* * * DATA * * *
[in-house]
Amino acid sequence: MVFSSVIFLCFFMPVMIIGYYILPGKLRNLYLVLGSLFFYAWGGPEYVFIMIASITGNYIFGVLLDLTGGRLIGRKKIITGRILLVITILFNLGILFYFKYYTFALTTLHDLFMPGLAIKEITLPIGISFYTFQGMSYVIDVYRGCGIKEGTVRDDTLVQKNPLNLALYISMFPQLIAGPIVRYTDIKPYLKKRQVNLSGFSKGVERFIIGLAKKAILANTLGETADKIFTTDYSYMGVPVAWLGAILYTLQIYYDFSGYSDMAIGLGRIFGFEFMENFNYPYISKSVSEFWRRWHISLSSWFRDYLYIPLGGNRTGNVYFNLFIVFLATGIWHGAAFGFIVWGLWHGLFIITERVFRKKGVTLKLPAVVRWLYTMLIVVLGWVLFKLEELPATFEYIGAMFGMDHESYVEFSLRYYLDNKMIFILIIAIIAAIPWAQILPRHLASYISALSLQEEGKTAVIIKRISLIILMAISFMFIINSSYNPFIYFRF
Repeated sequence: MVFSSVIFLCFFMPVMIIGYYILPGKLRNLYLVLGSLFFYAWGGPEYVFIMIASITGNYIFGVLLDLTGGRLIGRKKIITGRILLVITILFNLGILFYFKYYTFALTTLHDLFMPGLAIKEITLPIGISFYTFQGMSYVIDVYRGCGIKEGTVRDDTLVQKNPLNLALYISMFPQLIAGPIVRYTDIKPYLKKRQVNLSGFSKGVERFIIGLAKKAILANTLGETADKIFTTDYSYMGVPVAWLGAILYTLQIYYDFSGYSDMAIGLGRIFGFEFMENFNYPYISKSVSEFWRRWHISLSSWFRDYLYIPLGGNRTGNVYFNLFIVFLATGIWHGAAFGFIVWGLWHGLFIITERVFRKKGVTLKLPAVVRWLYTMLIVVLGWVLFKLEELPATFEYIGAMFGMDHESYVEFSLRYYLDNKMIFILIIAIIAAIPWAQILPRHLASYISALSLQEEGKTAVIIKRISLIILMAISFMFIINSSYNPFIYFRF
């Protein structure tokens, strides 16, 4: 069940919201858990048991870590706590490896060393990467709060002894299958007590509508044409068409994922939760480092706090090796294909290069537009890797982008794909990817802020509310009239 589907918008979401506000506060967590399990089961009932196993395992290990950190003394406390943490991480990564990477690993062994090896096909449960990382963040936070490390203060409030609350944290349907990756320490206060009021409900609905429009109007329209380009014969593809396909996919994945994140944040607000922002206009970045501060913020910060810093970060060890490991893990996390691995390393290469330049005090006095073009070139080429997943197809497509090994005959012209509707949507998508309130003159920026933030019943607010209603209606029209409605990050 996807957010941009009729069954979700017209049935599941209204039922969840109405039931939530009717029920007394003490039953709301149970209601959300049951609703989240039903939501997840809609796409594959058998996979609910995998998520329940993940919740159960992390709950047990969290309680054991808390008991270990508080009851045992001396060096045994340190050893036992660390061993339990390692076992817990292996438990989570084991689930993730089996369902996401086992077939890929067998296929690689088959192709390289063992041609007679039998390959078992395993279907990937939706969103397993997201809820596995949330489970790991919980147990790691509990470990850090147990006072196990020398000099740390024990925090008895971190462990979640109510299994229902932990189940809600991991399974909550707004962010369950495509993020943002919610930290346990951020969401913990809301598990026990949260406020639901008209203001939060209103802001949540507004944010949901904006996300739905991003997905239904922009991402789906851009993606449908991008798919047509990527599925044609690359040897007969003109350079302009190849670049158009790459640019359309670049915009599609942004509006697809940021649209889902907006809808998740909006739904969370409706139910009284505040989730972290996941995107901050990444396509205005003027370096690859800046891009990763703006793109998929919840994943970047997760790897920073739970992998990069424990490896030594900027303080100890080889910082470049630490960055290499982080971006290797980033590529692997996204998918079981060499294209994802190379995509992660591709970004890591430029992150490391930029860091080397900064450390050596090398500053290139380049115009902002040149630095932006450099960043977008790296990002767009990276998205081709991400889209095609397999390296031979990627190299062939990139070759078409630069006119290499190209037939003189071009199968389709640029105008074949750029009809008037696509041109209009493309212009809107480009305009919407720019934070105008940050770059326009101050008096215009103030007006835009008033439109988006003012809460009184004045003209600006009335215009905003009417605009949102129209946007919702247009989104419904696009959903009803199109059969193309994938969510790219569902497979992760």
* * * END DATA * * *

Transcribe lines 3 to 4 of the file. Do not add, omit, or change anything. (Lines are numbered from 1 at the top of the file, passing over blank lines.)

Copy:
Repeated sequence: MVFSSVIFLCFFMPVMIIGYYILPGKLRNLYLVLGSLFFYAWGGPEYVFIMIASITGNYIFGVLLDLTGGRLIGRKKIITGRILLVITILFNLGILFYFKYYTFALTTLHDLFMPGLAIKEITLPIGISFYTFQGMSYVIDVYRGCGIKEGTVRDDTLVQKNPLNLALYISMFPQLIAGPIVRYTDIKPYLKKRQVNLSGFSKGVERFIIGLAKKAILANTLGETADKIFTTDYSYMGVPVAWLGAILYTLQIYYDFSGYSDMAIGLGRIFGFEFMENFNYPYISKSVSEFWRRWHISLSSWFRDYLYIPLGGNRTGNVYFNLFIVFLATGIWHGAAFGFIVWGLWHGLFIITERVFRKKGVTLKLPAVVRWLYTMLIVVLGWVLFKLEELPATFEYIGAMFGMDHESYVEFSLRYYLDNKMIFILIIAIIAAIPWAQILPRHLASYISALSLQEEGKTAVIIKRISLIILMAISFMFIINSSYNPFIYFRF
């Protein structure tokens, strides 16, 4: 069940919201858990048991870590706590490896060393990467709060002894299958007590509508044409068409994922939760480092706090090796294909290069537009890797982008794909990817802020509310009239 589907918008979401506000506060967590399990089961009932196993395992290990950190003394406390943490991480990564990477690993062994090896096909449960990382963040936070490390203060409030609350944290349907990756320490206060009021409900609905429009109007329209380009014969593809396909996919994945994140944040607000922002206009970045501060913020910060810093970060060890490991893990996390691995390393290469330049005090006095073009070139080429997943197809497509090994005959012209509707949507998508309130003159920026933030019943607010209603209606029209409605990050 996807957010941009009729069954979700017209049935599941209204039922969840109405039931939530009717029920007394003490039953709301149970209601959300049951609703989240039903939501997840809609796409594959058998996979609910995998998520329940993940919740159960992390709950047990969290309680054991808390008991270990508080009851045992001396060096045994340190050893036992660390061993339990390692076992817990292996438990989570084991689930993730089996369902996401086992077939890929067998296929690689088959192709390289063992041609007679039998390959078992395993279907990937939706969103397993997201809820596995949330489970790991919980147990790691509990470990850090147990006072196990020398000099740390024990925090008895971190462990979640109510299994229902932990189940809600991991399974909550707004962010369950495509993020943002919610930290346990951020969401913990809301598990026990949260406020639901008209203001939060209103802001949540507004944010949901904006996300739905991003997905239904922009991402789906851009993606449908991008798919047509990527599925044609690359040897007969003109350079302009190849670049158009790459640019359309670049915009599609942004509006697809940021649209889902907006809808998740909006739904969370409706139910009284505040989730972290996941995107901050990444396509205005003027370096690859800046891009990763703006793109998929919840994943970047997760790897920073739970992998990069424990490896030594900027303080100890080889910082470049630490960055290499982080971006290797980033590529692997996204998918079981060499294209994802190379995509992660591709970004890591430029992150490391930029860091080397900064450390050596090398500053290139380049115009902002040149630095932006450099960043977008790296990002767009990276998205081709991400889209095609397999390296031979990627190299062939990139070759078409630069006119290499190209037939003189071009199968389709640029105008074949750029009809008037696509041109209009493309212009809107480009305009919407720019934070105008940050770059326009101050008096215009103030007006835009008033439109988006003012809460009184004045003209600006009335215009905003009417605009949102129209946007919702247009989104419904696009959903009803199109059969193309994938969510790219569902497979992760």